This does not mean you have to run out and buy a new EV and heat pump today. The reality is that we don’t have to decarbonize everything all at once to address climate change, just when we would retire those machines anyway—this is considered a “100% adoption rate” of new technology. Saul Griffith, Ph.D., author of the book Electrify (which I collaborated on, along with Sam Calisch, Ph.D.), says that achieving this 100% adoption rate will allow us to meet our climate goals and decarbonize by 2050. So replace your gas car with an EV when you’re ready to buy another; same with your stove, A/C, heater and other electric appliances.
You do, however, have to be ready when your appliances break so that you can install a new heat pump water heater without missing a hot shower. It’s all more of an electrical load—it will require two to three times as much electricity as we produce now to electrify everything. But that doesn’t mean people necessarily have to upgrade their electrical panels at great cost. There’s new smart technology that will help you balance your electrical loads, letting you prioritize where the electricity goes first, so that if your laundry machine is running, say, it will turn off the power to the car charger until the laundry is done. (It’s cool what you can do when you decarbonize; everything is faster, smarter and more efficient.)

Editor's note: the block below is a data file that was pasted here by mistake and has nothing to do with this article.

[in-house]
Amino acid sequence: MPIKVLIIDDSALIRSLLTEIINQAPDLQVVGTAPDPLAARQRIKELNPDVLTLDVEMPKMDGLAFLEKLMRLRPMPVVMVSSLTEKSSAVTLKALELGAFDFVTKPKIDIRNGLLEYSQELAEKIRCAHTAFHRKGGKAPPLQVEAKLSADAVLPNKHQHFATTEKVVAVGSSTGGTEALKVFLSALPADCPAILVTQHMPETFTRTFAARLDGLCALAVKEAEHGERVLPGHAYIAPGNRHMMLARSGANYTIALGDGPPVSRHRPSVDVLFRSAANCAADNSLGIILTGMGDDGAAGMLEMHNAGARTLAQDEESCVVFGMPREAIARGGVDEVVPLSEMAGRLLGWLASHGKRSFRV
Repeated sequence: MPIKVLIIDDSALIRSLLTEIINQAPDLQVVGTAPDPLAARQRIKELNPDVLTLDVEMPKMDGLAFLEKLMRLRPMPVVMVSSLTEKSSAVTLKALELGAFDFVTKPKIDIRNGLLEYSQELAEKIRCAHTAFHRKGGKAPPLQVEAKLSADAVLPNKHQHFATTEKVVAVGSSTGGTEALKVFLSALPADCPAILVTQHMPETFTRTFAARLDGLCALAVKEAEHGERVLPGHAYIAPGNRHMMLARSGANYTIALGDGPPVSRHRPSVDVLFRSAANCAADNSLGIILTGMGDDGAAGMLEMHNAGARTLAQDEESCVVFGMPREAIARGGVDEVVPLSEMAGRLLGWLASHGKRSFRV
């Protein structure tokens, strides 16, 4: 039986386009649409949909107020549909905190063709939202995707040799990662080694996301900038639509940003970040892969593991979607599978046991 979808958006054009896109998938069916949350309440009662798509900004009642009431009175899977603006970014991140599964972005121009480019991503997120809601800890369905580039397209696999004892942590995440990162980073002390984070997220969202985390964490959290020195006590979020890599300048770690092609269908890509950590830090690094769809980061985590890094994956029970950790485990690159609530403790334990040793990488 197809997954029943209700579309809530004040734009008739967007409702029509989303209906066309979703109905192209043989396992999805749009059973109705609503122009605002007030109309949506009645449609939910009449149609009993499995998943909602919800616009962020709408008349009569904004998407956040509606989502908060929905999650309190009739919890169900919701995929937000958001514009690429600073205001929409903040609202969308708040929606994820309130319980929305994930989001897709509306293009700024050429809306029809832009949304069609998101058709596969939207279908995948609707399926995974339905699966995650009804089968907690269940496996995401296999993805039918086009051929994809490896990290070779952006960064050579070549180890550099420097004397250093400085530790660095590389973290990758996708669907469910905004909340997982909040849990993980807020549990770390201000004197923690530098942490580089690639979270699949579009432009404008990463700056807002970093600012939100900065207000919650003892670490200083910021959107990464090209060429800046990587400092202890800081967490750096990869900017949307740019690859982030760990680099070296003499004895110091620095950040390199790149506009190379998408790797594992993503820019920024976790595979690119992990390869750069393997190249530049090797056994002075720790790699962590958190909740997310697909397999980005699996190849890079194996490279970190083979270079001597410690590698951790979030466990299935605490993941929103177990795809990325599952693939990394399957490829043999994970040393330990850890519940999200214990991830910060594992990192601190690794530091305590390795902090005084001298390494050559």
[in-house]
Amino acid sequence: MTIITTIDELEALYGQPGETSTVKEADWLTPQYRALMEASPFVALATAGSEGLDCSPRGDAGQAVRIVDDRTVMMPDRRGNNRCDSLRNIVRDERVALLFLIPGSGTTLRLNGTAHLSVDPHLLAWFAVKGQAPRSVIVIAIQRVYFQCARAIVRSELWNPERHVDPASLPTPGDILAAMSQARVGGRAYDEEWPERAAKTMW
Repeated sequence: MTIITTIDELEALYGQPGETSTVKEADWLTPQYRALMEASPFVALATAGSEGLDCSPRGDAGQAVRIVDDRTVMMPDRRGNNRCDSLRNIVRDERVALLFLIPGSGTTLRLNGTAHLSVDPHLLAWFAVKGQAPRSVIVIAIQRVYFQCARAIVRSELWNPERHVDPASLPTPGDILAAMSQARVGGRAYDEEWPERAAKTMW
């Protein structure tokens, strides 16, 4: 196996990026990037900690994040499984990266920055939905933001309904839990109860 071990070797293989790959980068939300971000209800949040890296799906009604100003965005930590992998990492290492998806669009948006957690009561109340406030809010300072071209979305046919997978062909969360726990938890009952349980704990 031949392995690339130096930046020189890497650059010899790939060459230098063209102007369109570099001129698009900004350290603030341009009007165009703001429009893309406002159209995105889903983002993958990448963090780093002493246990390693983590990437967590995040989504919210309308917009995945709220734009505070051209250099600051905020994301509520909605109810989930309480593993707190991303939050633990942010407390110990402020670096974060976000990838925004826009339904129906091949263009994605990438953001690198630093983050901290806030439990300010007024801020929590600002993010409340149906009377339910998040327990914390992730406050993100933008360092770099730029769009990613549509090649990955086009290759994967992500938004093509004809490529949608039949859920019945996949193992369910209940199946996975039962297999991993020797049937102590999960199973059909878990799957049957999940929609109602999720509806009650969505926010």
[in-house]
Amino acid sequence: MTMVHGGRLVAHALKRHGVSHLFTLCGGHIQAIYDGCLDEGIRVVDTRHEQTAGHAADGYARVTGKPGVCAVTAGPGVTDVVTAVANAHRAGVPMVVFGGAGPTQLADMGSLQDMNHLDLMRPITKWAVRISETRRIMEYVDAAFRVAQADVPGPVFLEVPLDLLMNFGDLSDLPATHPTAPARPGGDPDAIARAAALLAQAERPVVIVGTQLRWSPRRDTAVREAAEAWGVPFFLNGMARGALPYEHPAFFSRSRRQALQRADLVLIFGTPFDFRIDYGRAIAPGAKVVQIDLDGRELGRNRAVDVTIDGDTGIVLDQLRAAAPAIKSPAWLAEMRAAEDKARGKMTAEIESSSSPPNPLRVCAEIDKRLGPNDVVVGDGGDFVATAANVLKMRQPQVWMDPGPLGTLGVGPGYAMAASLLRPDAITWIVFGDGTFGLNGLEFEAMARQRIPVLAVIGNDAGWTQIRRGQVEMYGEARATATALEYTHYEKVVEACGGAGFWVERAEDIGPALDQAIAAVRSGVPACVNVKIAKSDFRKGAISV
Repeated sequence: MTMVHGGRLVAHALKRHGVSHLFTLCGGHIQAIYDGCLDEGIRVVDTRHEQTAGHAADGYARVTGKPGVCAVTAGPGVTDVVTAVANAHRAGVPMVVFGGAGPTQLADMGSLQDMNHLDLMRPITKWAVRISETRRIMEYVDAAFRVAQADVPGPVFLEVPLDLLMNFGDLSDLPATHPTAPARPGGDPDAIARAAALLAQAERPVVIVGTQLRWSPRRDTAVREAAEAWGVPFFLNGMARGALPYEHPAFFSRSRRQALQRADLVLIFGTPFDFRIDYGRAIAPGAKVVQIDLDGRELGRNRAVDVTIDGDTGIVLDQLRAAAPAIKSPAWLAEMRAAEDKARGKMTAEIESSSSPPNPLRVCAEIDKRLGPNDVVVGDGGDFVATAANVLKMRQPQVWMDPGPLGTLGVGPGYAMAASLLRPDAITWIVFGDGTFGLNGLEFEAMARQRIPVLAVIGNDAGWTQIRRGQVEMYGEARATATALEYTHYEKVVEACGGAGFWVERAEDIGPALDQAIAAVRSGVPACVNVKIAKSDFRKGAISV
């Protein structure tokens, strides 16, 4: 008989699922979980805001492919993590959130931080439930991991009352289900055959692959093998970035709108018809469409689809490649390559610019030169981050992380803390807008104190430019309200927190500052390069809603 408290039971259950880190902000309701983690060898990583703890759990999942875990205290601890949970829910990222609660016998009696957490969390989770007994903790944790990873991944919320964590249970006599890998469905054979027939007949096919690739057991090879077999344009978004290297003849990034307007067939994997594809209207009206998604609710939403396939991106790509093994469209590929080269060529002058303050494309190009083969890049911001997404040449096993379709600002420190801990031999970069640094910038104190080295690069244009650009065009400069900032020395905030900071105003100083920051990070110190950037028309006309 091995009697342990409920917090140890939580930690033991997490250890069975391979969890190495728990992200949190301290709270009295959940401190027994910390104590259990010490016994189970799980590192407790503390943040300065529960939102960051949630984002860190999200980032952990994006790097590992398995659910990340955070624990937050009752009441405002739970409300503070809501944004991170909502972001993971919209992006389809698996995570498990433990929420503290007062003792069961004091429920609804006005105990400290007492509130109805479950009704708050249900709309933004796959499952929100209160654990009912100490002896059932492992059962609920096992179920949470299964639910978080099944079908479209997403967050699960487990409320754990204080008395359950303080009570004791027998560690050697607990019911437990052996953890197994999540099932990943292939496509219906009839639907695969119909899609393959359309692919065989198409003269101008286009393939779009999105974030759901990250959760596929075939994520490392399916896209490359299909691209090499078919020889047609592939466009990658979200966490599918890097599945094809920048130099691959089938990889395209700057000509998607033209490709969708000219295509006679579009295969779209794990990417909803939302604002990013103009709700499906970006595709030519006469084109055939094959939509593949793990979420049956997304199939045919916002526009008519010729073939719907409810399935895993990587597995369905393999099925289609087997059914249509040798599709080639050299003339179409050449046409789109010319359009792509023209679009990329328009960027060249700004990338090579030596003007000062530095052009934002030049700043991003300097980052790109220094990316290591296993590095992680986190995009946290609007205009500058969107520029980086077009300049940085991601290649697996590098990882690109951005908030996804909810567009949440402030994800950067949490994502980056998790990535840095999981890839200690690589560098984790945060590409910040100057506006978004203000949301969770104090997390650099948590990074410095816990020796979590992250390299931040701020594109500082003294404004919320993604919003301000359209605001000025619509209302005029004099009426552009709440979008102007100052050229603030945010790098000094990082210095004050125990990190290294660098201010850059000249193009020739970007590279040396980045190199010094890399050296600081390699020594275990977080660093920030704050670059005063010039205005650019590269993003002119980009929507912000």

The downside of not taking personal action is significant. If you don’t electrify the next appliance you buy, you’ve locked in carbon emissions for the life of that machine. If you buy a new gas-powered water heater, it will emit 2,500 pounds of carbon pollution per year for its average lifetime of 12 years. That’s 30,000 pounds of carbon the earth can do without.
Now it’s true that electrification is more difficult for renters—I know my landlord won’t invest in any clean electric appliances unless the city forces her to—but there are still a lot of things renters can do to lower their carbon emissions.
My friend Sam Calisch is obsessed with electrification. This is a guy who recently went to Washington, D.C., dressed as a heat pump, talking up their climate and economic benefits to everyone from senators to people in line at the White House. Sam picked his Berkeley apartment because it already had electric space and water heating. He added an electric rug heater (around $200), which he says is just as good as the fanciest radiant floor heat. The apartment has a gas stove, but he uses an induction cooktop and an instant pot for cooking. He leases an EV, which he charges using a DIY solar array (he’s an MIT nerd). He can’t cap the gas line into the apartment, but he sure loves seeing the zeros on his PG&E bill each month.